Schizophrenia May Lead to Cannabis Use, Not the Other Way Around
A study published today in the journal Nature Neuroscience makes a bold claim about the relationship between cannabis use and schizophrenia. Researchers found that the evidence supporting the theory that cannabis use can cause schizophrenia was “weak”—but found strong support for the idea that schizophrenia can cause or increase cannabis use.
People struggling with schizophrenia may try to alleviate their symptoms by self-medicating with cannabis.
“Our findings may indicate that individuals at risk for developing schizophrenia” experience symptoms “that make them more likely to start using cannabis to cope or self-medicate,” wrote the study’s authors.
The peer-reviewed report, which included contributions from more than 80 researchers around the world, was based on the largest genetic study of cannabis use ever undertaken.
Scientists have long suspected a connection between cannabis use and schizophrenia. But the research remains unclear about a possible causal relationship between the two.
Previous Reports: Cannabis & Schizophrenia
The Nature Neuroscience study was based on gene testing of more than 184,000 people, including 22,000 clients of 23andMe, the personal health and ancestry company. The study was coordinated by the International Cannabis Consortium, a project to identify genetic risk variants for cannabis use.
“Previous studies have shown that genetic risk factors for cannabis use and schizophrenia are positively correlated,” the authors noted.
In general, those studies have indicated that cannabis use by young people doesn’t itself cause schizophrenia—the evidence has pointed more to a dynamic where cannabis use can speed up the emergence of the mental disorder among those who have a genetic predisposition to the disease. That’s an especially critical concern because studies have shown that the earlier schizophrenia manifests in a person’s life, the more difficult it is to control and effectively manage.
Breaking New Ground
In the current genome-wide association study, researchers confirmed a “significant genetic correlation” between cannabis use and schizophrenia. But instead of cannabis causing the early emergence of schizophrenia, the scientists found causation moving in the opposite direction: The emergence of schizophrenia, they wrote, led to a greater probability of cannabis use.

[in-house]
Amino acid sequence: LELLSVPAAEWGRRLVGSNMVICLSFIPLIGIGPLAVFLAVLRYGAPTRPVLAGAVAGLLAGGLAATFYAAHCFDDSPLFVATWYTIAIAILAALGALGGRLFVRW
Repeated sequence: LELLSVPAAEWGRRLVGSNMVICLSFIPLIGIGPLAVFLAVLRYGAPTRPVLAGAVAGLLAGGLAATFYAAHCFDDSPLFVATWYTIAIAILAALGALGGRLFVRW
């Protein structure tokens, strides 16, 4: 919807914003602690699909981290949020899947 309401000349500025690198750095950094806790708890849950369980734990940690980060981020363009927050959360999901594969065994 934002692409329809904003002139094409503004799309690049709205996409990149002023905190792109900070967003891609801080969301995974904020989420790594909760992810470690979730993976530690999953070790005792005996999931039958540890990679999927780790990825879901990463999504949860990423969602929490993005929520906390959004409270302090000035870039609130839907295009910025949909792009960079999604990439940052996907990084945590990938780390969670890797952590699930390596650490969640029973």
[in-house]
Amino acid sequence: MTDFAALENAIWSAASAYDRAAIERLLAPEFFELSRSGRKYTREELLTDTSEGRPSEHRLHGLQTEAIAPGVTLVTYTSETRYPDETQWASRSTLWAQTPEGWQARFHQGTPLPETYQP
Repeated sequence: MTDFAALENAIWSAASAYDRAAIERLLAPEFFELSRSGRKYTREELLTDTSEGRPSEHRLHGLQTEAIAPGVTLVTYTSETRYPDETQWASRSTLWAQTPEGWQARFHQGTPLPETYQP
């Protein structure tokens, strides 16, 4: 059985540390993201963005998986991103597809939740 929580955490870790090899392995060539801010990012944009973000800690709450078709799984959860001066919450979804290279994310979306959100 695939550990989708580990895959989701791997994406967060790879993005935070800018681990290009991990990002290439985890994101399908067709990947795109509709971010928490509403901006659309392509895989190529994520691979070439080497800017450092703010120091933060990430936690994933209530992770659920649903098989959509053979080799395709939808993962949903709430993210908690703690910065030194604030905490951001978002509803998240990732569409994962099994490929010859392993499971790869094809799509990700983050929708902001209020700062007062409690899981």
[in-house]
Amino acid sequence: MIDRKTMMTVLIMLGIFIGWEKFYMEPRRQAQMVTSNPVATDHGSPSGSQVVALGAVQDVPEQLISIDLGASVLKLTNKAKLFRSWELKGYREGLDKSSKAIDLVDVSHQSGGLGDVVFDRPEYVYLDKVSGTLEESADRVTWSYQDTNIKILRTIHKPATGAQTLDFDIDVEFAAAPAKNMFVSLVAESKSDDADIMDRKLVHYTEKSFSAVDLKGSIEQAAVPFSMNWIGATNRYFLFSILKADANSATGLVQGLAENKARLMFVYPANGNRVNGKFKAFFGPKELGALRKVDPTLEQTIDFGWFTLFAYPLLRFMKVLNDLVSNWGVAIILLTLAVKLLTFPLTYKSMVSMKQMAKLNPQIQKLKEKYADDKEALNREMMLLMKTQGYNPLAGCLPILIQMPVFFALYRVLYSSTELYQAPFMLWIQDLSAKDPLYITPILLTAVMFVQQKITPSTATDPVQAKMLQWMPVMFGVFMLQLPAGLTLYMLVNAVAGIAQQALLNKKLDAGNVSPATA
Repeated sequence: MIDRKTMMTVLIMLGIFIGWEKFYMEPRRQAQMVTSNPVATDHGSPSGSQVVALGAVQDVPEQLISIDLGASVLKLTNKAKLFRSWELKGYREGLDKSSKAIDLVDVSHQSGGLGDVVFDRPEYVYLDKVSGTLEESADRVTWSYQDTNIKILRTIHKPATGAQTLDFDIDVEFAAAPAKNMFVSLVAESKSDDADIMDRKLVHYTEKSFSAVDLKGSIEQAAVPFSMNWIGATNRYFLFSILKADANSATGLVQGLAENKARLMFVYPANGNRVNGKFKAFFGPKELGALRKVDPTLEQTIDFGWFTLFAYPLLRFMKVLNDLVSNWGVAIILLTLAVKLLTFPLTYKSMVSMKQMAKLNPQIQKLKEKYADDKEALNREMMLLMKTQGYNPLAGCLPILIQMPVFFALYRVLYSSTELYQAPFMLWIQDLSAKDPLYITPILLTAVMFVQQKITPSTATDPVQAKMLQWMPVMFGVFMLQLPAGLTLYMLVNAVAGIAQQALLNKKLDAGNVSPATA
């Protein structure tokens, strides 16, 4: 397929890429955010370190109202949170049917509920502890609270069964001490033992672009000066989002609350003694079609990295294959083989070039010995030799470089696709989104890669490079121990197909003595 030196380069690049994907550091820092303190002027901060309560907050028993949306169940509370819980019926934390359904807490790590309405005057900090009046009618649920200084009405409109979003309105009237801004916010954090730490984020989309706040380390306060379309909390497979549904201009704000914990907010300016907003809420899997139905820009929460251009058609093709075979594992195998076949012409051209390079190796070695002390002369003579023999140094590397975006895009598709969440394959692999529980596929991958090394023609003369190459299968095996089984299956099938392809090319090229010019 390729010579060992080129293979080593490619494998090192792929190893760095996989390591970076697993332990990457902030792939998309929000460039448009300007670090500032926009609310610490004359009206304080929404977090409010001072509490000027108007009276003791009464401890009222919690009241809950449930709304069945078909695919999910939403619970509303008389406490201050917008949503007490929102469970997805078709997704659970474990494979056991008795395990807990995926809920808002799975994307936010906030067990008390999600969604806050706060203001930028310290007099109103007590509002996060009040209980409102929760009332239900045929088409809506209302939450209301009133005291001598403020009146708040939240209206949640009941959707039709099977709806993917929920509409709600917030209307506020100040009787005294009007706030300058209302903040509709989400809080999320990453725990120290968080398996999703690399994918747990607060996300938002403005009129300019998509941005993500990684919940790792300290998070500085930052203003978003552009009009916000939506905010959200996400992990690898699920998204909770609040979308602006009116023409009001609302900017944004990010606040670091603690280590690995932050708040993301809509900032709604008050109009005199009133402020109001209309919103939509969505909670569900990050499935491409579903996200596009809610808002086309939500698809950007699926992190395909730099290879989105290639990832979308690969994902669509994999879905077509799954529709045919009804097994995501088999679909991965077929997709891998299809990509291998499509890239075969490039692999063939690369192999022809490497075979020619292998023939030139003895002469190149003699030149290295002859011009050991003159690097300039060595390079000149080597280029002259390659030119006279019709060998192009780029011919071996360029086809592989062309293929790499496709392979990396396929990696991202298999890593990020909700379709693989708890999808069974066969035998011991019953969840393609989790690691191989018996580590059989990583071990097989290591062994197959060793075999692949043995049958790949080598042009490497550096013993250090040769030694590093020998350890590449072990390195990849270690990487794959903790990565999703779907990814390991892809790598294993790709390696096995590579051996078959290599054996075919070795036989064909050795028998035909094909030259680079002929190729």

Why? One theory is that people struggling with early signs of schizophrenia may try to calm their brain and alleviate other symptoms by consuming cannabis.
“Our findings may indicate that individuals at risk for developing schizophrenia may experience prodromal symptoms”—in other words, early signs of the condition—“or negative affect that make them more likely to start using cannabis to cope or self-medicate,” the report says.
Higher Risk, Education, Income
The study also found surprising correlations between cannabis consumption and other lifetime attributes. Researchers found positive genetic correlations between cannabis use and:
- Risk-taking behavior
- Openness to experience
- Educational attainment
- Higher household income
The authors of the study suggest a number of theories for those positive correlations. Cannabis use is associated with higher childhood family socioeconomic status in the United States, for instance—so those who tend to consume cannabis also tend to have more family resources to support them on a path leading to higher education and income. The authors also suggest that people raised in families of higher socioeconomic status may have increased access to cannabis.
One of the most intriguing parts of the study, though, indicated a positive correlation between cannabis use, risk-taking behavior, and “openness to experience.” Openness to risk and new experiences are also—although the authors don’t acknowledge it—traits that can lead to success in education and income.
The Nature Neuroscience study isn’t perfect, and it won’t be the final word on the subject. Although the study was the largest of its kind to date, it also had some significant flaws. People in the study were separated into two overly simplified categories: cannabis users and non-users. Very light consumers and people who may have tried a few puffs in college were lumped together with heavy daily consumers in the “cannabis users” group.
Also, there was no differentiation in types of cannabis use. In the United States, medical marijuana is legal in 30 states and used by millions of patients to alleviate serious ailments. Cannabis is also enjoyed as a social intoxicant by millions of non-patients. None of those differences was taken into account.
The study’s authors also play loose with terms like “cannabis use disorder” and “cannabis-dependent individuals,” as if every person who ever used cannabis is dependent or the victim of a disorder. The study also notes that cannabis use “is associated with various adverse mental health outcomes, including psychosis and schizophrenia,” but the authors make no mention of cannabis use and positive health outcomes, including the treatment of chronic pain, PTSD, epilepsy, and many other conditions recognized by many states around the country.